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Published by: Asia Case Research Centre, The University of Hong Kong
Published in: 2000
Length: 17 pages
Data source: Generalised experience

Abstract

Law, by definition was jurisdictional, yet in cyberspace it had become increasingly questionable whether laws regulating the physical marketplace were able to be superimposed onto this new marketspace or were they altogether redundant. The collapsing of time and space that Internet-based commerce enabled, had huge implications for international trade. It also raised a host of legal issues, particularly in terms of protecting intellectual property rights in copyright and trade marks, taxation on the Internet, privacy and consumer protection, liabilities for the acts of Internet users, and content and service regulation. This case outlines the international implications of 'doing business' on the Internet. While the issues of 'multi-jurisdictional compliance' are wide- ranging, an example in the case draws attention to the protection of intellectual property rights. In particular, issues related to the use of trade marks on websites, in hyperlinks or as metatags are raised, as are the implications for registered trade mark owners in cyberspace.
Other setting(s):
1990s

About

Abstract

Law, by definition was jurisdictional, yet in cyberspace it had become increasingly questionable whether laws regulating the physical marketplace were able to be superimposed onto this new marketspace or were they altogether redundant. The collapsing of time and space that Internet-based commerce enabled, had huge implications for international trade. It also raised a host of legal issues, particularly in terms of protecting intellectual property rights in copyright and trade marks, taxation on the Internet, privacy and consumer protection, liabilities for the acts of Internet users, and content and service regulation. This case outlines the international implications of 'doing business' on the Internet. While the issues of 'multi-jurisdictional compliance' are wide- ranging, an example in the case draws attention to the protection of intellectual property rights. In particular, issues related to the use of trade marks on websites, in hyperlinks or as metatags are raised, as are the implications for registered trade mark owners in cyberspace.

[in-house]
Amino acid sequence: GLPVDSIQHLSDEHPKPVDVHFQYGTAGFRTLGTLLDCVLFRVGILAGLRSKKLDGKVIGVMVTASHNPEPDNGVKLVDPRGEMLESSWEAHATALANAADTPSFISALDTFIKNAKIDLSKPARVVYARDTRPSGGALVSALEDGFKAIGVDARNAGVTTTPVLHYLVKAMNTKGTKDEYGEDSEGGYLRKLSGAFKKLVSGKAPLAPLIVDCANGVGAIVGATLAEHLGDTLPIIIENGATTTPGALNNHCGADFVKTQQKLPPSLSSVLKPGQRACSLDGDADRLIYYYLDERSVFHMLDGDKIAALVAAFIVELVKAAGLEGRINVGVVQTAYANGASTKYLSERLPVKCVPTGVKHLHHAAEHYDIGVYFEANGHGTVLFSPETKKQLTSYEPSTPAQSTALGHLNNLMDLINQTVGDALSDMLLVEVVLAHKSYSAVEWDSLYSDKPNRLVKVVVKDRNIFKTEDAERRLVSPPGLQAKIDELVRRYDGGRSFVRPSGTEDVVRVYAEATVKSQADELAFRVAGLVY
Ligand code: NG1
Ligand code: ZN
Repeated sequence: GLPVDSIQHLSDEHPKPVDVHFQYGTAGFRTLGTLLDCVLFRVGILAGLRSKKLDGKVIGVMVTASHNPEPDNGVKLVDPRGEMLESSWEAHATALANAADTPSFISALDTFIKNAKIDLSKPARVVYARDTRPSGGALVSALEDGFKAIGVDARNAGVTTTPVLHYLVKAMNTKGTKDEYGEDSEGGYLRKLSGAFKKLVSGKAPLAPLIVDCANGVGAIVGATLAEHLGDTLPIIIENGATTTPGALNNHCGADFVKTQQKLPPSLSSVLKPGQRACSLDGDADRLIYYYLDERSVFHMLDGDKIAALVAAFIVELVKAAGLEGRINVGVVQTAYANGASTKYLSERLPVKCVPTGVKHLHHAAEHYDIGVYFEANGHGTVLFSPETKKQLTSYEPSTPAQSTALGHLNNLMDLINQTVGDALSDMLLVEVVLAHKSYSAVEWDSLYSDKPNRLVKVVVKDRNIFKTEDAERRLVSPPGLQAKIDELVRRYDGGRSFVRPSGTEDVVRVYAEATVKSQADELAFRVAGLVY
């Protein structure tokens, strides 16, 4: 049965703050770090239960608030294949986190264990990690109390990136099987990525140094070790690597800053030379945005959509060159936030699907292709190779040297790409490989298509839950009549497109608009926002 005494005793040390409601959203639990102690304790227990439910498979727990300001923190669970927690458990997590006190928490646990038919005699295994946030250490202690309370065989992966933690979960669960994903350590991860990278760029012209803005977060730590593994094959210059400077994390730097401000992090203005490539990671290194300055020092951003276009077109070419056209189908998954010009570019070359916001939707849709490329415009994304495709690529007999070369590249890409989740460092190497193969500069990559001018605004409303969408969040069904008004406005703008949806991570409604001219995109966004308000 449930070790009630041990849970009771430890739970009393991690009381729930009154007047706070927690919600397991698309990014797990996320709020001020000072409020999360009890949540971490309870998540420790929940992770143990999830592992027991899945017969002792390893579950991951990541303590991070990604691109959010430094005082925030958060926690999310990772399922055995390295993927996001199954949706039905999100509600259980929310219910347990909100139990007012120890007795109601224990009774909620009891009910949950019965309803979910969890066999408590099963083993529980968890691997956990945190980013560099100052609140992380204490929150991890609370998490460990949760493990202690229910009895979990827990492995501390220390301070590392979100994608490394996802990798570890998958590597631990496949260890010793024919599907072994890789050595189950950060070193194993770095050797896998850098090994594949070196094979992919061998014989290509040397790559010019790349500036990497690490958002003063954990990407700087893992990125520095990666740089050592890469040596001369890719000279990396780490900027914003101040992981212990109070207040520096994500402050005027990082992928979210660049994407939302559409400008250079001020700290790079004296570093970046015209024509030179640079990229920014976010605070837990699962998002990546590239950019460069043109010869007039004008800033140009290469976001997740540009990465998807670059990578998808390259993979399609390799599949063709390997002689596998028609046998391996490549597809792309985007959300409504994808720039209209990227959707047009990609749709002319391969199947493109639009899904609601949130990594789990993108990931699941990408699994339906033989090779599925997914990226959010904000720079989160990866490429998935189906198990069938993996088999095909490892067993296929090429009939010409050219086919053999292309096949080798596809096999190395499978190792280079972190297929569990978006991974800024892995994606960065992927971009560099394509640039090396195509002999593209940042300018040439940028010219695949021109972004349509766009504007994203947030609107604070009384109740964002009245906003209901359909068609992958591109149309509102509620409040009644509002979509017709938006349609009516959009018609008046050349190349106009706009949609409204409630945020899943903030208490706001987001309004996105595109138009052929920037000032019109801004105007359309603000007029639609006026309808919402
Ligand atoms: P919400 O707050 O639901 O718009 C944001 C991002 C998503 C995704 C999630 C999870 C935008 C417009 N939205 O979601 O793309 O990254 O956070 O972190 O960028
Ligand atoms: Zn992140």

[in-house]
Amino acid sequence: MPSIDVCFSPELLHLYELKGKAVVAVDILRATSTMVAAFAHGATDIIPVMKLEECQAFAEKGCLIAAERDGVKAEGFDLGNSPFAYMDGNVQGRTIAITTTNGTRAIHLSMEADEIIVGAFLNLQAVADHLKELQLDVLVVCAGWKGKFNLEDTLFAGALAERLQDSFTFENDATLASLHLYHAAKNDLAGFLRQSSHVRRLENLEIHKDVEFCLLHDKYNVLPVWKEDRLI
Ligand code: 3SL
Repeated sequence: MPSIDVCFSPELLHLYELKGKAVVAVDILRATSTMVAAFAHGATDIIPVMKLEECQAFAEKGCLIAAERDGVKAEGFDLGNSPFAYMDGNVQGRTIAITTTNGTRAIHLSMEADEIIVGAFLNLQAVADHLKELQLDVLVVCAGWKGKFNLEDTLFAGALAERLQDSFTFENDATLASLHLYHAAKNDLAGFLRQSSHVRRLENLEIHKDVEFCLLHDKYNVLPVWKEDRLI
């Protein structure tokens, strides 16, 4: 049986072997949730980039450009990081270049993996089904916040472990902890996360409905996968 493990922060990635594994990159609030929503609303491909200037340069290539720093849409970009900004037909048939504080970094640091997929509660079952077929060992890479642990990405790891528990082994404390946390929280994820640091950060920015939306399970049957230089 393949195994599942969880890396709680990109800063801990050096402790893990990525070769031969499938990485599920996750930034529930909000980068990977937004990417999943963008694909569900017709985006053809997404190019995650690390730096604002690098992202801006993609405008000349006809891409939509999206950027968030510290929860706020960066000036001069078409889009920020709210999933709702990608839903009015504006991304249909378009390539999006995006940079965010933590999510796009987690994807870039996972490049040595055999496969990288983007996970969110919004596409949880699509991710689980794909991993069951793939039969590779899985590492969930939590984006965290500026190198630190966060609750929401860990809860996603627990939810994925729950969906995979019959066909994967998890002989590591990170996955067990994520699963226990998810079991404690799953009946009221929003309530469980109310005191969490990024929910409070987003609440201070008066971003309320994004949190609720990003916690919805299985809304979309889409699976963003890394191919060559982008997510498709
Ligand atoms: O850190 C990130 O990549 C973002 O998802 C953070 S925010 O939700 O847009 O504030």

Settings

Other setting(s):
1990s

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